Federal Support for Prosecutors and Public Defenders

Deven Desai

Deven Desai is an associate professor of law and ethics at the Scheller College of Business, Georgia Institute of Technology. He was also the first, and to date, only Academic Research Counsel at Google, Inc., and a Visiting Fellow at Princeton University’s Center for Information Technology Policy. He is a graduate of U.C. Berkeley and the Yale Law School. Professor Desai’s scholarship examines how business interests, new technology, and economic theories shape privacy and intellectual property law and where those arguments explain productivity or where they fail to capture society’s interest in the free flow of information and development. His work has appeared in leading law reviews and journals including the Georgetown Law Journal, Minnesota Law Review, Notre Dame Law Review, Wisconsin Law Review, and U.C. Davis Law Review.

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3 Responses

  1. JrL says:

    The title of the posting is misleading. The version of the statute I saw applies to government lawyers who “prosecute criminal cases at the state or local level.” Few assistant attorneys general in the states will qualify; in all but a couple of states, nearly all prosecutions are done outside of AG’s offices. Hopefully the statute will be construed by the US Attorney General to cover the assistant attorneys general who handle criminal appeals – a much larger group, though still relatively small minority of lawyers hired by state attorneys general. It might even be construed to cover those handling post-conviction challenges, including habeas. But again, it will be of little benefit to most state attorneys general and their assistants.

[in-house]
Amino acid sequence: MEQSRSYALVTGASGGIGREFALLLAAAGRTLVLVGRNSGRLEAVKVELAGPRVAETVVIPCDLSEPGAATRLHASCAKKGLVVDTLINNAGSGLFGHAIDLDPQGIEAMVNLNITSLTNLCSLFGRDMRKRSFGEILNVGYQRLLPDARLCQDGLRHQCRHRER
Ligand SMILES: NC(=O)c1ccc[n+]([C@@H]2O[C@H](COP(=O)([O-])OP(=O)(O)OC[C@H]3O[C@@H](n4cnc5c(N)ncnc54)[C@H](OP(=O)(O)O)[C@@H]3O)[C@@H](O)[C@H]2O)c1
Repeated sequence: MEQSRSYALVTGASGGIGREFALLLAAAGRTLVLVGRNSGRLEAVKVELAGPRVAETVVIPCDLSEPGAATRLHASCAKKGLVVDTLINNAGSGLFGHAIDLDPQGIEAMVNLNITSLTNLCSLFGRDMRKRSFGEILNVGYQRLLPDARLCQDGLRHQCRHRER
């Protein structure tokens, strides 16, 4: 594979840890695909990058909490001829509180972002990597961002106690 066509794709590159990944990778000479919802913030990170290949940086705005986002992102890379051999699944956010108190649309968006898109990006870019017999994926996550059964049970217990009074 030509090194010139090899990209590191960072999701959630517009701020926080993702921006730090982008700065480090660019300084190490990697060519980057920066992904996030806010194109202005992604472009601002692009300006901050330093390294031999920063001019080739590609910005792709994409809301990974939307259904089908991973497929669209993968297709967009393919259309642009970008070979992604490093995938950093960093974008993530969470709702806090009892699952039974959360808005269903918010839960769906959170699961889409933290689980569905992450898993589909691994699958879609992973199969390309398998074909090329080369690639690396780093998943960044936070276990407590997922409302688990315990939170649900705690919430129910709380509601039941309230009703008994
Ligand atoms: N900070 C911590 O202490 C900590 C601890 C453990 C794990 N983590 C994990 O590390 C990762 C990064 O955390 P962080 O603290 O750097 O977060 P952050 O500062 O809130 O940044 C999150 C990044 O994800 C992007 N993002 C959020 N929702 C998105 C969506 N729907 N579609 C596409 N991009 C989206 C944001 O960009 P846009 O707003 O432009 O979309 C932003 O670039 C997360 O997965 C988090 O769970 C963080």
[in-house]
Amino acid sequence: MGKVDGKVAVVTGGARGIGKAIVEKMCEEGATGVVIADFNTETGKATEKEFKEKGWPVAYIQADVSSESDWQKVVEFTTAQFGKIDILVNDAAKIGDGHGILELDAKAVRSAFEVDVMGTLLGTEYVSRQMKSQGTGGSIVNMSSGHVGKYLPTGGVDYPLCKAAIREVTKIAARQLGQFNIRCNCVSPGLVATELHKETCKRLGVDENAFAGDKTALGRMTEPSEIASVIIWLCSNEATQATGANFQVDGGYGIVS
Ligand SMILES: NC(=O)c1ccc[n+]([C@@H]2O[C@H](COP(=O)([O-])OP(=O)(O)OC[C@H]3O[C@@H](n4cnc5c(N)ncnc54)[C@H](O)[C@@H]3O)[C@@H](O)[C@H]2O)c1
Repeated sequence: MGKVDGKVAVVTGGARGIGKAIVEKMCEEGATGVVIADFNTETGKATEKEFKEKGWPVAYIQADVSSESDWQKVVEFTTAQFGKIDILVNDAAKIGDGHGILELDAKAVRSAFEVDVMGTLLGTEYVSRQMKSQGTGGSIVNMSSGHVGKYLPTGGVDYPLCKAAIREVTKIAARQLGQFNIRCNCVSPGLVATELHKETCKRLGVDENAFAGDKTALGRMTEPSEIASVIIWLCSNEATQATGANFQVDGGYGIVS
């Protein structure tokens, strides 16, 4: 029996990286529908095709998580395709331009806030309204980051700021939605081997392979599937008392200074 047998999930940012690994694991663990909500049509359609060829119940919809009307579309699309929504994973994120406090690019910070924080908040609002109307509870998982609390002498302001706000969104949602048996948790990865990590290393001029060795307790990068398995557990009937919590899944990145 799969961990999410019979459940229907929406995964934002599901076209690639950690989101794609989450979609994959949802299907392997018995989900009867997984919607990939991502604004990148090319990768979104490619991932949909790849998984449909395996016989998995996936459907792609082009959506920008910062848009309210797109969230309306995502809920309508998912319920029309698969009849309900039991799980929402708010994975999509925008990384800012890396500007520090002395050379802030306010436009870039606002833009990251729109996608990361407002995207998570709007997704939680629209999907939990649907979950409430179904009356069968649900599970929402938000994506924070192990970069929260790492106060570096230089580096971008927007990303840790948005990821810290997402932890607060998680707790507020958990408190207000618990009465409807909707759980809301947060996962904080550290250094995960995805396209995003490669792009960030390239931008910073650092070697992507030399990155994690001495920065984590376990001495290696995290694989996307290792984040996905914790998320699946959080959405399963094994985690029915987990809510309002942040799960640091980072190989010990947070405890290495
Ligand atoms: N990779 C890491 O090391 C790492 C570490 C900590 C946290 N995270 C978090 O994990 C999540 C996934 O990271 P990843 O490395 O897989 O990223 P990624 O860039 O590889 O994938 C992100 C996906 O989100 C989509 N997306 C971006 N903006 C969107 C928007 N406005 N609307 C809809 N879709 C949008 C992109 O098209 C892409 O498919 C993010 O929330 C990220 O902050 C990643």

2. Deven says:

    hmm. Interesting point. I inadvertently conflated prosecutors with attorney’s general. The bill itself seems more broad as you note. I will change the title of the post. Thanks.

    By the way if you have more about the structure of the state offices that would great to learn. Oklahoma was in favor of the bill and saw it as helping all its prosectors and attorneys, but it seems it may not be the norm if I understand your comment.

  3. Mr. Cookie says:

    A major problem with the bill is that it does not contain a salary cap. One can receive the aid regardless of his or her salary and regardless of whether the community is underserved. This comes at a time when there are folks who can truly use the need and there are areas that are truly underserved and in a state of economic depression.

    The bill should apply to all attorneys who are objectively underpaid and serve the public in some manner A separate bill is desirable to assist communities to hire more public service attorneys.